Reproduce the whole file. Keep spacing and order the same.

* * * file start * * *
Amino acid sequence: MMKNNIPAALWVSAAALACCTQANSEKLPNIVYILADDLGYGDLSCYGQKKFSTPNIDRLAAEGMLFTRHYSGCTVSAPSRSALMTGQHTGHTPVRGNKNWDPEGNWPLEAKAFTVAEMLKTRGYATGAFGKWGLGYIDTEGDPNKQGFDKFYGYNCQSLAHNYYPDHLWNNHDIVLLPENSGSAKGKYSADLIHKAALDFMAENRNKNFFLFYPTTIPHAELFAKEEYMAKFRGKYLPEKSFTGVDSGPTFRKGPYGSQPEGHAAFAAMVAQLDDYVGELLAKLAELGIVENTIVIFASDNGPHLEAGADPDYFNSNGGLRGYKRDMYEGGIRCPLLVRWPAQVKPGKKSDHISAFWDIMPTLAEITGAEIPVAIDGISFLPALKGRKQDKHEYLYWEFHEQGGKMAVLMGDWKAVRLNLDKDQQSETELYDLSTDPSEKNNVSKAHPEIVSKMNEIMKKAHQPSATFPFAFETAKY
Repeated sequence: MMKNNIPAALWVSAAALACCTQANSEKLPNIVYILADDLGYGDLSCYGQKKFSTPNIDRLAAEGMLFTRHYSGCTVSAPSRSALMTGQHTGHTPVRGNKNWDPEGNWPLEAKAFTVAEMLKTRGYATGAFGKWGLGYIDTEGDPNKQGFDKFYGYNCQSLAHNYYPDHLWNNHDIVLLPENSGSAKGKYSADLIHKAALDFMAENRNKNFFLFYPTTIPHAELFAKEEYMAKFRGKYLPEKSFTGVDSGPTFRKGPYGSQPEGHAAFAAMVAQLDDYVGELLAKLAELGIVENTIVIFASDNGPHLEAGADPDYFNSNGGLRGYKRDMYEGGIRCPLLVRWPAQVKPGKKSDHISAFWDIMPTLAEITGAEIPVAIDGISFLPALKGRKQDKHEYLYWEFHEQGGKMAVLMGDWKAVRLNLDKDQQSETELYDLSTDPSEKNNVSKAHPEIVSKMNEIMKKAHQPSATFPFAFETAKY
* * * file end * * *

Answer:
Amino acid sequence: MMKNNIPAALWVSAAALACCTQANSEKLPNIVYILADDLGYGDLSCYGQKKFSTPNIDRLAAEGMLFTRHYSGCTVSAPSRSALMTGQHTGHTPVRGNKNWDPEGNWPLEAKAFTVAEMLKTRGYATGAFGKWGLGYIDTEGDPNKQGFDKFYGYNCQSLAHNYYPDHLWNNHDIVLLPENSGSAKGKYSADLIHKAALDFMAENRNKNFFLFYPTTIPHAELFAKEEYMAKFRGKYLPEKSFTGVDSGPTFRKGPYGSQPEGHAAFAAMVAQLDDYVGELLAKLAELGIVENTIVIFASDNGPHLEAGADPDYFNSNGGLRGYKRDMYEGGIRCPLLVRWPAQVKPGKKSDHISAFWDIMPTLAEITGAEIPVAIDGISFLPALKGRKQDKHEYLYWEFHEQGGKMAVLMGDWKAVRLNLDKDQQSETELYDLSTDPSEKNNVSKAHPEIVSKMNEIMKKAHQPSATFPFAFETAKY
Repeated sequence: MMKNNIPAALWVSAAALACCTQANSEKLPNIVYILADDLGYGDLSCYGQKKFSTPNIDRLAAEGMLFTRHYSGCTVSAPSRSALMTGQHTGHTPVRGNKNWDPEGNWPLEAKAFTVAEMLKTRGYATGAFGKWGLGYIDTEGDPNKQGFDKFYGYNCQSLAHNYYPDHLWNNHDIVLLPENSGSAKGKYSADLIHKAALDFMAENRNKNFFLFYPTTIPHAELFAKEEYMAKFRGKYLPEKSFTGVDSGPTFRKGPYGSQPEGHAAFAAMVAQLDDYVGELLAKLAELGIVENTIVIFASDNGPHLEAGADPDYFNSNGGLRGYKRDMYEGGIRCPLLVRWPAQVKPGKKSDHISAFWDIMPTLAEITGAEIPVAIDGISFLPALKGRKQDKHEYLYWEFHEQGGKMAVLMGDWKAVRLNLDKDQQSETELYDLSTDPSEKNNVSKAHPEIVSKMNEIMKKAHQPSATFPFAFETAKY